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Football Association

Football Association



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In 1863 Ebenezer Cobb Morley the founder and captain of Barnes Football Club wrote a letter to Bell's Life newspaper proposing a governing body for football. This letter resulted in a meeting taking place at the Freeman's Tavern in London in October, 1863. The clubs represented at the meeting included Barnes, Blackheath, Perceval House, Kensington School, the War Office, Crystal Palace, Forest (later known as the Wanderers), the Crusaders and No Names of Kilburn. Charterhouse also sent an observer to the meeting.

The Football Association was established at this meeting. The aim of the FA was to establish a single unifying code for football. As Percy Young, has pointed out, that the FA was a group of men from the upper echelons of British society: "Men of prejudice, seeing themselves as patricians, heirs to the doctrine of leadership and so law-givers by at least semi-divine right."

Ebenezer Cobb Morley was elected as the secretary of the Football Association. At a meeting on 24th November, 1863, Morley presented a draft set of 23 rules. These were based on an amalgamation of rules played by public schools, universities and football clubs. This included provision for running with the ball in the hands if a catch had been taken "on the full" or on the first bounce. Players were allowed to "hack the front of the leg" of the opponent when they were running with the ball. Two of the proposed rules caused heated debate:

IX. A player shall be entitled to run with the ball towards his adversaries' goal if he makes a fair catch, or catches the ball on the first bound; but in case of a fair catch, if he makes his mark (to take a free kick) he shall not run.

X. If any player shall run with the ball towards his adversaries' goal, any player on the opposite side shall be at liberty to charge, hold, trip or hack him, or to wrest the ball from him, but no player shall be held and hacked at the same time.

Some members objected to these two rules as they considered them to be "uncivilised". Others believed that charging, hacking and tripping were important ingredients of the game. One supporter of hacking argued that without it "you will do away with the courage and pluck of the game, and it will be bound to bring over a lot of Frenchmen who would beat you with a week's practice." The main defender of hacking was F. W. Campbell, the representative from Blackheath, who considered this aspect of the game was vital in developing "masculine toughness". Campbell added that "hacking is the true football" and he resigned from the FA when the vote went against him (13-4). He later helped to form the rival Rugby Football Union. On 8th December, 1863, the FA published the Laws of Football.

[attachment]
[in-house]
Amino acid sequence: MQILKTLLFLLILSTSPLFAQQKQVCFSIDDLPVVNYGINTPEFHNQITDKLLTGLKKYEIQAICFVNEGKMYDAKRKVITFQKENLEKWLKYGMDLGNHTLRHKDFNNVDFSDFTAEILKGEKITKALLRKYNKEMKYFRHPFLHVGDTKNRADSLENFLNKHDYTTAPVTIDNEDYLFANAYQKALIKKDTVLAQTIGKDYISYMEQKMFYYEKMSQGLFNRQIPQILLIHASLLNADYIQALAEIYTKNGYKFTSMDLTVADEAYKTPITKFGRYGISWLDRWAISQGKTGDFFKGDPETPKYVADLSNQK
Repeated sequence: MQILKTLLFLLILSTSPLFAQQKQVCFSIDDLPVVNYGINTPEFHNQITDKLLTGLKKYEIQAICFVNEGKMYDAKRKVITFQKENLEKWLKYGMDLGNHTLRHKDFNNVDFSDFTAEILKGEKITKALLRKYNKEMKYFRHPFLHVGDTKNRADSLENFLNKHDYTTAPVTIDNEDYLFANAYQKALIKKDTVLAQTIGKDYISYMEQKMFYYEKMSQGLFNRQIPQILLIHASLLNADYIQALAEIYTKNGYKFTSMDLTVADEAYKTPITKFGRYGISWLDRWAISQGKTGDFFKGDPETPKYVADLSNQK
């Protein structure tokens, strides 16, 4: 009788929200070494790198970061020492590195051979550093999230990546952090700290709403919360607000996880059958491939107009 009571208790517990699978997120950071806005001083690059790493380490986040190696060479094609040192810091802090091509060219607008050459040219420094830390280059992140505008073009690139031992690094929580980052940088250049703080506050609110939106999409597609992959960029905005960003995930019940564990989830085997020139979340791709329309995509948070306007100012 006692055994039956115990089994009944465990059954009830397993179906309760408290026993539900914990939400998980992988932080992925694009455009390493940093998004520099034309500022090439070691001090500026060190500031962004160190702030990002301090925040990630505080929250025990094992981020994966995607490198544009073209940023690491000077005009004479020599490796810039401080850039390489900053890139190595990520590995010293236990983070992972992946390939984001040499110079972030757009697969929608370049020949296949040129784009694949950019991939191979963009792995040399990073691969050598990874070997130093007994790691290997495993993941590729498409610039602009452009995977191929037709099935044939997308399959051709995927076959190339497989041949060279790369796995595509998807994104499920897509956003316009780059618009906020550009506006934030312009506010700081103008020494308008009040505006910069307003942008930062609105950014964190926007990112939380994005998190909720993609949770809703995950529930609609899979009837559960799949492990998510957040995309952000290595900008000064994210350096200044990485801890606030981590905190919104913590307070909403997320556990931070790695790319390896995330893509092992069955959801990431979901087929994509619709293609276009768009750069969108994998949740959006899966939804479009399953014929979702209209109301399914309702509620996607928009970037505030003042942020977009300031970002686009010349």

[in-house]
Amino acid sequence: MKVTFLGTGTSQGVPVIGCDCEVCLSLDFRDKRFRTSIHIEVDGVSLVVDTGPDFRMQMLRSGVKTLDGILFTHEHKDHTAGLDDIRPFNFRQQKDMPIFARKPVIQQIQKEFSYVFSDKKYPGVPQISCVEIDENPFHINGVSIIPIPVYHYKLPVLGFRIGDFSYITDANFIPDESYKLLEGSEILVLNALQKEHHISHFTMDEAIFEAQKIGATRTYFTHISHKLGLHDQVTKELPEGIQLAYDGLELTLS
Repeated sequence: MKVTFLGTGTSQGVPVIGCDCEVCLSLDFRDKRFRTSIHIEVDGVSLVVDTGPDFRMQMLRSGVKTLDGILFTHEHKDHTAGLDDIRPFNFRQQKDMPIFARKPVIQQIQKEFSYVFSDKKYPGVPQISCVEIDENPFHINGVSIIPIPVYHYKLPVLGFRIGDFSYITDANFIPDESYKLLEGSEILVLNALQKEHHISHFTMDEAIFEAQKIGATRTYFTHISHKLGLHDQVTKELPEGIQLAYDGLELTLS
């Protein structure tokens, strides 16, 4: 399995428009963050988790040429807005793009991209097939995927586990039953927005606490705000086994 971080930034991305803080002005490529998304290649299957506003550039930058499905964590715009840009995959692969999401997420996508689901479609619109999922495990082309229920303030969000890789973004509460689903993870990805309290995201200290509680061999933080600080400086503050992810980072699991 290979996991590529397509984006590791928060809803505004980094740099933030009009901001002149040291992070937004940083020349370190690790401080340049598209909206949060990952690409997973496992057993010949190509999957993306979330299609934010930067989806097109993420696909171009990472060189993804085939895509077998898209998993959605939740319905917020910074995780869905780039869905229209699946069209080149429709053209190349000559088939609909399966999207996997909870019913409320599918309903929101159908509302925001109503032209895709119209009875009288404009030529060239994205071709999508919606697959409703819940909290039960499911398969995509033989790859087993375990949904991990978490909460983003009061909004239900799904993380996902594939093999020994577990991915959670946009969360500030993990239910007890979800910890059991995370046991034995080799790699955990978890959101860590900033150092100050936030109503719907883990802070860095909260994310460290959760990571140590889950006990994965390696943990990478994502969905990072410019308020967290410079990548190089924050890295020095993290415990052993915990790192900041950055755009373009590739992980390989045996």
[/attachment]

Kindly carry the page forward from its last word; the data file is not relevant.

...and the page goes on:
1. The maximum length of the ground shall be 200 yards, the maximum breadth shall be 100 yards, the length and breadth shall be marked off with flags; and the goal shall be defined by two upright posts, eight yards apart, without any tape or bar across them.

2. A toss for goals shall take place, and the game shall be commenced by a place kick from the centre of the ground by the side losing the toss for goals; the other side shall not approach within 10 yards of the ball until it is kicked off.

3. After a goal is won, the losing side shall be entitled to kick off, and the two sides shall change goals after each goal is won.

4. A goal shall be won when the ball passes between the goal-posts or over the space between the goal-posts (at whatever height), not being thrown, knocked on, or carried.

5. When the ball is in touch, the first player who touches it shall throw it from the point on the boundary line where it left the ground in a direction at right angles with the boundary line, and the ball shall not be in play until it has touched the ground.

6. When a player has kicked the ball, any one of the same side who is nearer to the opponent's goal line is out of play, and may not touch the ball himself, nor in any way whatever prevent any other player from doing so, until he is in play; but no player is out of play when the ball is kicked off from behind the goal line.

7. In case the ball goes behind the goal line, if a player on the side to whom the goal belongs first touches the ball, one of his side shall he entitled to a free kick from the goal line at the point opposite the place where the ball shall be touched. If a player of the opposite side first touches the ball, one of his side shall be entitled to a free kick at the goal only from a point 15 yards outside the goal line, opposite the place where the ball is touched, the opposing side standing within their goal line until he has had his kick.

8. If a player makes a fair catch, he shall be entitled to a free kick, providing he claims it by making a mark with his heel at once; and in order to take such kick he may go back as far as he pleases, and no player on the opposite side shall advance beyond his mark until he has kicked.

9. No player shall run with the ball.

10. Neither tripping nor hacking shall be allowed, and no player shall use his hands to hold or push his adversary.

11. A player shall not be allowed to throw the ball or pass it to another with his hands.

12. No player shall be allowed to take the ball from the ground with his hands under any pretence whatever while it is in play.

13. No player shall be allowed to wear projecting nails, iron plates, or gutta-percha on the soles or heels of his boots.

In 1871, Charles W. Alcock, the FA Secretary, announced the introduction of the Football Association Challenge Cup. It was the first knockout competition of its type in the world. Only 15 clubs took part in the first staging of the tournament. It included two clubs based in Scotland, Donington School and Queen's Park. In the 1872 final, the Wanderers beat the Royal Engineers 1-0 at the Kennington Oval.